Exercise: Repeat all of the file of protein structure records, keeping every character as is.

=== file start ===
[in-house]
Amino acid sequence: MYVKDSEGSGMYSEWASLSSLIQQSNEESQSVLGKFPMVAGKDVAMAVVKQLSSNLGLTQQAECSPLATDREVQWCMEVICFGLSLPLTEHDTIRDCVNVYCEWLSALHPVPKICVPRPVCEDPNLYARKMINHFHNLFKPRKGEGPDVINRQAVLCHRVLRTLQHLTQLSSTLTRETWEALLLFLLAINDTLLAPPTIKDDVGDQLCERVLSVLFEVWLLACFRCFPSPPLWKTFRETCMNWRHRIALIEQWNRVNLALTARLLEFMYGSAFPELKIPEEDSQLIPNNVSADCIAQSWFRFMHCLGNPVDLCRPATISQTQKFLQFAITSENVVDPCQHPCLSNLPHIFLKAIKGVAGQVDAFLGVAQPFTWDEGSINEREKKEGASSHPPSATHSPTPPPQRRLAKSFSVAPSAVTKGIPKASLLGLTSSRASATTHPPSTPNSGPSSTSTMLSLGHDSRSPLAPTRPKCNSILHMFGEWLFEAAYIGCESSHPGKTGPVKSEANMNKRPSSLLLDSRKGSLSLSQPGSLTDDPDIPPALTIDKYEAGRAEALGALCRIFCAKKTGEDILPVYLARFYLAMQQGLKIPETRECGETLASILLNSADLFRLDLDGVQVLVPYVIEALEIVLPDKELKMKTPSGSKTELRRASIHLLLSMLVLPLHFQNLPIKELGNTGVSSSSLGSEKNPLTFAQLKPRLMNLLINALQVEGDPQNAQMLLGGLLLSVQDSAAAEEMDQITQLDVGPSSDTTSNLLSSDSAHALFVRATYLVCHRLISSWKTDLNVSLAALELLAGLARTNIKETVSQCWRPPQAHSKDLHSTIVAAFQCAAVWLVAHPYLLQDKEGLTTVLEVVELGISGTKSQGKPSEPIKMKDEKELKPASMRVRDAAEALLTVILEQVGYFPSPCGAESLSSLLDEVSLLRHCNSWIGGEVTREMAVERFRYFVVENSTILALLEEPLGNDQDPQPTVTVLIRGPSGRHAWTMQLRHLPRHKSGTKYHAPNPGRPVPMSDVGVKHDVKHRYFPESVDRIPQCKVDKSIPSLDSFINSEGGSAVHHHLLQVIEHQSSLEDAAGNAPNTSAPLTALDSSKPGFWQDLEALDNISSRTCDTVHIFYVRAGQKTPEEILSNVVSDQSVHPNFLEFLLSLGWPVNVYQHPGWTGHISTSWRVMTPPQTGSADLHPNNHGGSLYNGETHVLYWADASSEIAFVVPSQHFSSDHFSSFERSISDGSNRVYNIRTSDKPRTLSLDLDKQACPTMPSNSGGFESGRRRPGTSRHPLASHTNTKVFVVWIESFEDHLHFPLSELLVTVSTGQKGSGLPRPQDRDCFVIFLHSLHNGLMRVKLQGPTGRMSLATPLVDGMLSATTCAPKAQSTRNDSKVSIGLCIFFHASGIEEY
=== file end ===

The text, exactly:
[in-house]
Amino acid sequence: MYVKDSEGSGMYSEWASLSSLIQQSNEESQSVLGKFPMVAGKDVAMAVVKQLSSNLGLTQQAECSPLATDREVQWCMEVICFGLSLPLTEHDTIRDCVNVYCEWLSALHPVPKICVPRPVCEDPNLYARKMINHFHNLFKPRKGEGPDVINRQAVLCHRVLRTLQHLTQLSSTLTRETWEALLLFLLAINDTLLAPPTIKDDVGDQLCERVLSVLFEVWLLACFRCFPSPPLWKTFRETCMNWRHRIALIEQWNRVNLALTARLLEFMYGSAFPELKIPEEDSQLIPNNVSADCIAQSWFRFMHCLGNPVDLCRPATISQTQKFLQFAITSENVVDPCQHPCLSNLPHIFLKAIKGVAGQVDAFLGVAQPFTWDEGSINEREKKEGASSHPPSATHSPTPPPQRRLAKSFSVAPSAVTKGIPKASLLGLTSSRASATTHPPSTPNSGPSSTSTMLSLGHDSRSPLAPTRPKCNSILHMFGEWLFEAAYIGCESSHPGKTGPVKSEANMNKRPSSLLLDSRKGSLSLSQPGSLTDDPDIPPALTIDKYEAGRAEALGALCRIFCAKKTGEDILPVYLARFYLAMQQGLKIPETRECGETLASILLNSADLFRLDLDGVQVLVPYVIEALEIVLPDKELKMKTPSGSKTELRRASIHLLLSMLVLPLHFQNLPIKELGNTGVSSSSLGSEKNPLTFAQLKPRLMNLLINALQVEGDPQNAQMLLGGLLLSVQDSAAAEEMDQITQLDVGPSSDTTSNLLSSDSAHALFVRATYLVCHRLISSWKTDLNVSLAALELLAGLARTNIKETVSQCWRPPQAHSKDLHSTIVAAFQCAAVWLVAHPYLLQDKEGLTTVLEVVELGISGTKSQGKPSEPIKMKDEKELKPASMRVRDAAEALLTVILEQVGYFPSPCGAESLSSLLDEVSLLRHCNSWIGGEVTREMAVERFRYFVVENSTILALLEEPLGNDQDPQPTVTVLIRGPSGRHAWTMQLRHLPRHKSGTKYHAPNPGRPVPMSDVGVKHDVKHRYFPESVDRIPQCKVDKSIPSLDSFINSEGGSAVHHHLLQVIEHQSSLEDAAGNAPNTSAPLTALDSSKPGFWQDLEALDNISSRTCDTVHIFYVRAGQKTPEEILSNVVSDQSVHPNFLEFLLSLGWPVNVYQHPGWTGHISTSWRVMTPPQTGSADLHPNNHGGSLYNGETHVLYWADASSEIAFVVPSQHFSSDHFSSFERSISDGSNRVYNIRTSDKPRTLSLDLDKQACPTMPSNSGGFESGRRRPGTSRHPLASHTNTKVFVVWIESFEDHLHFPLSELLVTVSTGQKGSGLPRPQDRDCFVIFLHSLHNGLMRVKLQGPTGRMSLATPLVDGMLSATTCAPKAQSTRNDSKVSIGLCIFFHASGIEEY